So, yes, the 2015 budget technically has no PDAF, but each congressman will have P94.4-million worth of pork barrel, more than the previous PDAF allocation of P70 million per year. The bulk of the increase will go to the DPWH, whose budget for local infrastructure has been more than doubled—from P7.31 billion to P18.37 billion—no doubt for our politicians’ election showcase projects.

But all that is peanuts compared to the presidential pork barrel amounting to some P958 billion. This includes special purpose funds, unprogrammed funds, and other lump-sum appropriations whose release is on the sole discretion of the President or his appointees. Among the more notorious of these items are: assistance to local government units at P33.1 billion; grassroots participatory budgeting, P20.9 billion; risk management program, P30 billion; support for infrastructure projects and social programs, P20 billion; unprogrammed fund, P123 billion; miscellaneous personnel benefit fund, P118 billion; and the Pamana Program, P7.3 billion.

The President also has discretion over the P148-billion Malampaya Fund and P29.5 billion in other off-budget accounts including the Motor Vehicles Users’ Charge and the President’s Social Fund.


The annual savings, estimated at P251 billion in 2014, top the President’s pork. With the redefinition of savings in the 2015 General Appropriations Act, the President is now allowed to declare billions of pesos in savings in the middle of the year for use as pork barrel for his or his allies’ pet projects, just like what he did under the Disbursement Acceleration Program.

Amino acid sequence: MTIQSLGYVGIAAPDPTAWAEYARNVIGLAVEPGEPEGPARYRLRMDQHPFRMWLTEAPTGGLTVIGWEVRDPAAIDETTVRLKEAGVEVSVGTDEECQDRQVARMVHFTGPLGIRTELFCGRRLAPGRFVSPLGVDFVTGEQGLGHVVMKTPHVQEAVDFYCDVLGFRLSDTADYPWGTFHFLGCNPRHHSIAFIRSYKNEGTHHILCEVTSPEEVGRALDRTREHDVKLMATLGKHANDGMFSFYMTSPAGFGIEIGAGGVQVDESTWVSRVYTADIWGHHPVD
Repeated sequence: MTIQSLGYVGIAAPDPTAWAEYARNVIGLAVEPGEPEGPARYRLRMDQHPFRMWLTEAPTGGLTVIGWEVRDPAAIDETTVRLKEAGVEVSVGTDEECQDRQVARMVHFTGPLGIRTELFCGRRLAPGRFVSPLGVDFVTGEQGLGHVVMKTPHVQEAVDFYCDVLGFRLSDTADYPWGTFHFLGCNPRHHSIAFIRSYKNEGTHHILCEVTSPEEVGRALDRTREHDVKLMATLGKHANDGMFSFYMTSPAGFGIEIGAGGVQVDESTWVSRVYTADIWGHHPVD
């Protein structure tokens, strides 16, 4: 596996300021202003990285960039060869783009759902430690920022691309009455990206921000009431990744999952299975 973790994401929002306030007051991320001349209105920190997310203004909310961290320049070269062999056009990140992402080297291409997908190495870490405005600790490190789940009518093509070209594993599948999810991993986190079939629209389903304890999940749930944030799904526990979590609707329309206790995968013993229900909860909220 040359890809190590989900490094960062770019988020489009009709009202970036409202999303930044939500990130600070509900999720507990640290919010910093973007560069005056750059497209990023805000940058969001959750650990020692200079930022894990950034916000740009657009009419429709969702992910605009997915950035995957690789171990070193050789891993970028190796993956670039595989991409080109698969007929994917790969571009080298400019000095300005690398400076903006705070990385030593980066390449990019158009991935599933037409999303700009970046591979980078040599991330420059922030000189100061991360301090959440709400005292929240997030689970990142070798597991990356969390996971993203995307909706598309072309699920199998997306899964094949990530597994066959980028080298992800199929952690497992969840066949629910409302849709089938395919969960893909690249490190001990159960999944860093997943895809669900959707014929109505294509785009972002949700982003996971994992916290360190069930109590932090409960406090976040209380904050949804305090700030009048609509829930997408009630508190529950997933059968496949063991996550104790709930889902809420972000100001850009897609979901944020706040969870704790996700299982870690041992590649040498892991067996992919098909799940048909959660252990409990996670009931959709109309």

Thus, as far as pork barrel goes, 2015 will be essentially no different from the previous years, give or take a couple of billions of pesos.

Senate finance committee chair Francis Escudero says these lump-sum, discretionary appropriations can’t be avoided. He assures the public that provisions have been introduced in the budget barring lawmakers from postenactment interventions as well as the President’s DAP-style practice of pooling savings from impounded projects in order to realign the budget. He also says agencies will now be required to submit special budgets before using their lump-sum funds.

But these measures have been tried before, with hardly any dent in the way the pork barrel has been abused or plundered.

Until Congress, or the public through a people’s initiative, does away with lump-sum, discretionary funds altogether, the national budget will always be bursting with pork. And we will always end up stewing in our own juices. Igigisa pa rin tayo sa sariling mantika.

Teddy Casiño is an activist who served for three terms in Congress as a Bayan Muna party-list representative (2004-2013). He is now back in the parliament of the streets.

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TAGS: 2015 Budget, dap, discretionary fund, PDAF, pork barrel